I've been on the road the past few days and am just now catching up on my SAS-L
I've looked over the many replies to the original post with great interest.
One person who posted a reply focused on the same issue that struck me
immediately: the absence of a written contract for this work.
My advice is that NO work be performed, or delivered, until a written contract
is in place specifying what is to be delivered, how much will be paid for it,
and the payment particulars (e.g., net 10 days, progress payments of X percent
as certain stages of the work are completed, etc.)
That written contract should set out who owns the code, too.
The client should, if they are in fact a big company, already have a written
contract and process in place to govern this sort of arrangement. Unless
Andrew, the USC student who started this thread, "gets it in writing," he may
be very sorry at the end of his hard work to find that: a) the promised payment
does not materialize; b) he is in a nasty conflict with the clients over
ownership of the code; and, the c) the accounts payable unit at the client
will either refuse to pay his invoice OR delay in paying it because there is no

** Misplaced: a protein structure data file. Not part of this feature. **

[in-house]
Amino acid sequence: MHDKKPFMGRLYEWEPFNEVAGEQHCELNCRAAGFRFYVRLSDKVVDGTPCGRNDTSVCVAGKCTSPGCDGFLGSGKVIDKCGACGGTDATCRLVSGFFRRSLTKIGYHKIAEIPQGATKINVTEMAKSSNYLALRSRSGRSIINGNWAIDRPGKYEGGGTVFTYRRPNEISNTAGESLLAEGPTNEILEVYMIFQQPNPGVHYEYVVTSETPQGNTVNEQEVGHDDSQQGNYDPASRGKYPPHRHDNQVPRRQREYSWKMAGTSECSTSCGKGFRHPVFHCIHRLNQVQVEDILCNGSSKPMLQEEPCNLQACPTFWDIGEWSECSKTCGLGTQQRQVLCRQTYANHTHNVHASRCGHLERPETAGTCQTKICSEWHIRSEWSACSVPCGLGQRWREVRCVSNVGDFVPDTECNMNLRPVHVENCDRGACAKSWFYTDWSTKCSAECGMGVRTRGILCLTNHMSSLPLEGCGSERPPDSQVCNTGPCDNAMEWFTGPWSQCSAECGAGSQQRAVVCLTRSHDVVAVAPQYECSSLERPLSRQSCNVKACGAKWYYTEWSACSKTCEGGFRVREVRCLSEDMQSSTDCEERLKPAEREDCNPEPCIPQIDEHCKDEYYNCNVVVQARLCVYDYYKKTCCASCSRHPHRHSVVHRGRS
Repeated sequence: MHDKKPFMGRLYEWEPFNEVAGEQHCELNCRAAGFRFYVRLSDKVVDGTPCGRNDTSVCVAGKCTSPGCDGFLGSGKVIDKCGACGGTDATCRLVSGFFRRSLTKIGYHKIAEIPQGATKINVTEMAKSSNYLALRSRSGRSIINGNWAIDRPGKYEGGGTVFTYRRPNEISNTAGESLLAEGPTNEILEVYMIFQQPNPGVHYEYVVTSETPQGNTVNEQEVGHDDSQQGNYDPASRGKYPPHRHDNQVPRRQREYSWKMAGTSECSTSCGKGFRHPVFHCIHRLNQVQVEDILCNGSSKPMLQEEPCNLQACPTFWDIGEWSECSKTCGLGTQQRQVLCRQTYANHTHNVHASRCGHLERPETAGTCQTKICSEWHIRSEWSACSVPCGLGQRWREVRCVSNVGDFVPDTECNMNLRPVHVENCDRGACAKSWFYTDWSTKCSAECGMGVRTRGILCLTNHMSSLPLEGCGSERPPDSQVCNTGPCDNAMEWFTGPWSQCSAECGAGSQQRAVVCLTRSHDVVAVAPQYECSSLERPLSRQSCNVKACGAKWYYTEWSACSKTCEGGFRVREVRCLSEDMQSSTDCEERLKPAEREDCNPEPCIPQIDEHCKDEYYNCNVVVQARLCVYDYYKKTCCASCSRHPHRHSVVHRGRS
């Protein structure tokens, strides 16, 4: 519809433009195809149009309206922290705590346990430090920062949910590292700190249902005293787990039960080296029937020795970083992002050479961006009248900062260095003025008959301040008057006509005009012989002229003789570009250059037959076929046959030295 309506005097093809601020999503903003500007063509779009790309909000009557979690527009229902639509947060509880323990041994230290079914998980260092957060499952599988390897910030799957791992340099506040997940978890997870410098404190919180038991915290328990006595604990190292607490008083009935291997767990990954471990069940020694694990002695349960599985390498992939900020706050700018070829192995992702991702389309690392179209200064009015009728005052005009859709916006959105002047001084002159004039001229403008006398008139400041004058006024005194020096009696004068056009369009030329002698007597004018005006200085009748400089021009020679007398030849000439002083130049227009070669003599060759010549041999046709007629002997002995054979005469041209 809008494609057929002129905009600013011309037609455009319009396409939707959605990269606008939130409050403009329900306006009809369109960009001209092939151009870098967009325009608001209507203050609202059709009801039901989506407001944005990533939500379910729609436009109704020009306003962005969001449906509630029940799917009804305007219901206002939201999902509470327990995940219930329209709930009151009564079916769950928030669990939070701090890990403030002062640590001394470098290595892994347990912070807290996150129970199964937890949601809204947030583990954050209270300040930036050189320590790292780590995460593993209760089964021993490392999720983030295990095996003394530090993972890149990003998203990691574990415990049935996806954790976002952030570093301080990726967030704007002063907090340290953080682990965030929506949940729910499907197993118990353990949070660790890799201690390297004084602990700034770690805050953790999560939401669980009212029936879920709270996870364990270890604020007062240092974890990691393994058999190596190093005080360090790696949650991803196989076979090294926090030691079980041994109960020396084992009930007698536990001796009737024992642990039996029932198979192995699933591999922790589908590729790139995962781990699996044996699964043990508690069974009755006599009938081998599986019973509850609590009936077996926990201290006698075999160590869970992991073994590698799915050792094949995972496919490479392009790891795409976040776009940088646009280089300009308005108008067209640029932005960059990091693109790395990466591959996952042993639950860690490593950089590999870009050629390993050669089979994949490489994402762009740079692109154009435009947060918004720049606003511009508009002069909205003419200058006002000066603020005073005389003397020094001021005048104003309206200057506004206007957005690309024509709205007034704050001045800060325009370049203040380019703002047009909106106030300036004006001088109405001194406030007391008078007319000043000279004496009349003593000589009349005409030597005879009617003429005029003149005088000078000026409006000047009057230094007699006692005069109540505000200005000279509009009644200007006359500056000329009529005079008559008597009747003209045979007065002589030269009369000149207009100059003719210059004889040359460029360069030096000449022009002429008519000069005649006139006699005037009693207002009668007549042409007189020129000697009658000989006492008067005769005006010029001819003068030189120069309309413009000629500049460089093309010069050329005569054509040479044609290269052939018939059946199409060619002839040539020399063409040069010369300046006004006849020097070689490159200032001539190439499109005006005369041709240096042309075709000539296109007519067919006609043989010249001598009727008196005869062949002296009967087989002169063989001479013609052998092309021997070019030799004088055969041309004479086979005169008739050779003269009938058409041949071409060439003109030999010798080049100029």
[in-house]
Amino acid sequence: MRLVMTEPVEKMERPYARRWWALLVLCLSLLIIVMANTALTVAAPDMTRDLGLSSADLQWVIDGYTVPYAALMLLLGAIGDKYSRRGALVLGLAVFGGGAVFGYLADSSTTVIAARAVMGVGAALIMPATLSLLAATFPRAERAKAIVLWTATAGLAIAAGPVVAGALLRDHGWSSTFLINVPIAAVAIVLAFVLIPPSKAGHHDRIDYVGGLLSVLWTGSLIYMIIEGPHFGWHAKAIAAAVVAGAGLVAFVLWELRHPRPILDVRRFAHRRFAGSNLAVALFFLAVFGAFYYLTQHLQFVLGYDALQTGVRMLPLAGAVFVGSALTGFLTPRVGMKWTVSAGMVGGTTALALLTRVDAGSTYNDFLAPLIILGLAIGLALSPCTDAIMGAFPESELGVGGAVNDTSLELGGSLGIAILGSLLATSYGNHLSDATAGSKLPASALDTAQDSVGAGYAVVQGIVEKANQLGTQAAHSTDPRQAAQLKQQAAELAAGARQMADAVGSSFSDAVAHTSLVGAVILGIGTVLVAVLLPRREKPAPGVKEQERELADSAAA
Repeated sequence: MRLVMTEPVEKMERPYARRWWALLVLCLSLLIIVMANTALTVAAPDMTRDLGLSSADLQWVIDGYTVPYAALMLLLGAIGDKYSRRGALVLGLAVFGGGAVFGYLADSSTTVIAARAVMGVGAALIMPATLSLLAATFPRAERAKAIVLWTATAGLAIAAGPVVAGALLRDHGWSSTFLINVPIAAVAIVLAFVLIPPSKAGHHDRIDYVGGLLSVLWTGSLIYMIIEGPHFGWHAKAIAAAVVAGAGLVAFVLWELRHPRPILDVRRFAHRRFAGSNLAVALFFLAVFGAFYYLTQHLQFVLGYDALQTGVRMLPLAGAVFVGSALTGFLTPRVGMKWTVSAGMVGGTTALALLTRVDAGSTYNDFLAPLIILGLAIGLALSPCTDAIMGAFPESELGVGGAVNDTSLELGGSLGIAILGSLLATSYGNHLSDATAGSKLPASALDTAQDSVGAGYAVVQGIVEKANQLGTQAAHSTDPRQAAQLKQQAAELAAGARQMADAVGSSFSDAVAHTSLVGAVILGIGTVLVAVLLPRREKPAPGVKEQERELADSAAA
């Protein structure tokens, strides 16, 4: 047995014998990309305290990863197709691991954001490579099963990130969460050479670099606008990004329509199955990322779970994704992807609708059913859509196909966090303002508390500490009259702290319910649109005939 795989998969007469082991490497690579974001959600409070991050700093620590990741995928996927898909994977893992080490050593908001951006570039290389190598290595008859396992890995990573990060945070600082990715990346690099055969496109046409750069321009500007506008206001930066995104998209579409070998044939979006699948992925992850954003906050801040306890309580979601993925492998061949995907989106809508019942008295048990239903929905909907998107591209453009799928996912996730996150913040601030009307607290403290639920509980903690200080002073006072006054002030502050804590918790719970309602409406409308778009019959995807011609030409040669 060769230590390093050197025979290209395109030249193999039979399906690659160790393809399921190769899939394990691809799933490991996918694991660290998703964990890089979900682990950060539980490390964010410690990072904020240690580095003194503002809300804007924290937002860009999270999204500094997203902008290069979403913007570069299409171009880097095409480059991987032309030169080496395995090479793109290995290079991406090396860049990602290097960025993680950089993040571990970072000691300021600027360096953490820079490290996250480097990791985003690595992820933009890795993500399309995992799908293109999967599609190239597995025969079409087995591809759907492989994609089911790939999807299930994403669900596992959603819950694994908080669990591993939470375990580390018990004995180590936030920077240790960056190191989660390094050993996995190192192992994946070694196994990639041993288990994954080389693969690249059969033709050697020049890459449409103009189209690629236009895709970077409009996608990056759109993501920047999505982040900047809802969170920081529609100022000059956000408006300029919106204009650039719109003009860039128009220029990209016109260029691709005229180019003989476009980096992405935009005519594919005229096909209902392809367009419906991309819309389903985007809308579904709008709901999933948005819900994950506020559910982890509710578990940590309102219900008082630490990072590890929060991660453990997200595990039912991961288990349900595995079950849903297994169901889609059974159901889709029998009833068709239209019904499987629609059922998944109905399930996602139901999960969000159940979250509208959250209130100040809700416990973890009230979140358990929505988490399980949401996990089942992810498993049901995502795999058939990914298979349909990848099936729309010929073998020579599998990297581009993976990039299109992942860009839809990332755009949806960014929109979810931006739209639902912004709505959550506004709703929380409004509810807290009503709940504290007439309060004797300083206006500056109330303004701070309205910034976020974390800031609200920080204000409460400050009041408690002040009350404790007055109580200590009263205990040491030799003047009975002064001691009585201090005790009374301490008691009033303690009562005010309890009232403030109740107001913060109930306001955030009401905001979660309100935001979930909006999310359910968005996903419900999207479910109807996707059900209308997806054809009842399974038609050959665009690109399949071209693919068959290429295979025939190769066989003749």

written contract/purchase order in place.
Despite the good intentions of the people who hired him to do the work, the
existence of a written contract is essential for all parties to this
arrangement. While it is not 100% impossible to enforce a verbal contract, it
is very difficult to do so, and such things need to be avoided. Big
organizations can hire platoons of lawyers to thwart such an effort.
In my experience, if a client is not willing to sign a contract, then it is
best not to work for them. In my opinion, one of the things that speaks well
for a client is their willingness to sign a contract that spells out everyone's
responsibilities to each other. As the project progresses the contract can
always be amended (e.g, to cover more work, or to extend the time period of the
contract). But, agreeing to work without a contract in hand is, as many of the
other SAS consultants who post to this list can tell you, is something to
Thanks for taking my thoughts in to consideration.
Andrew H. Karp
Sierra Information Services, Inc.
A SAS Institute Quality Partner in the USA
19229 Sonoma Highway PMB 264
Sonoma, CA 95476 USA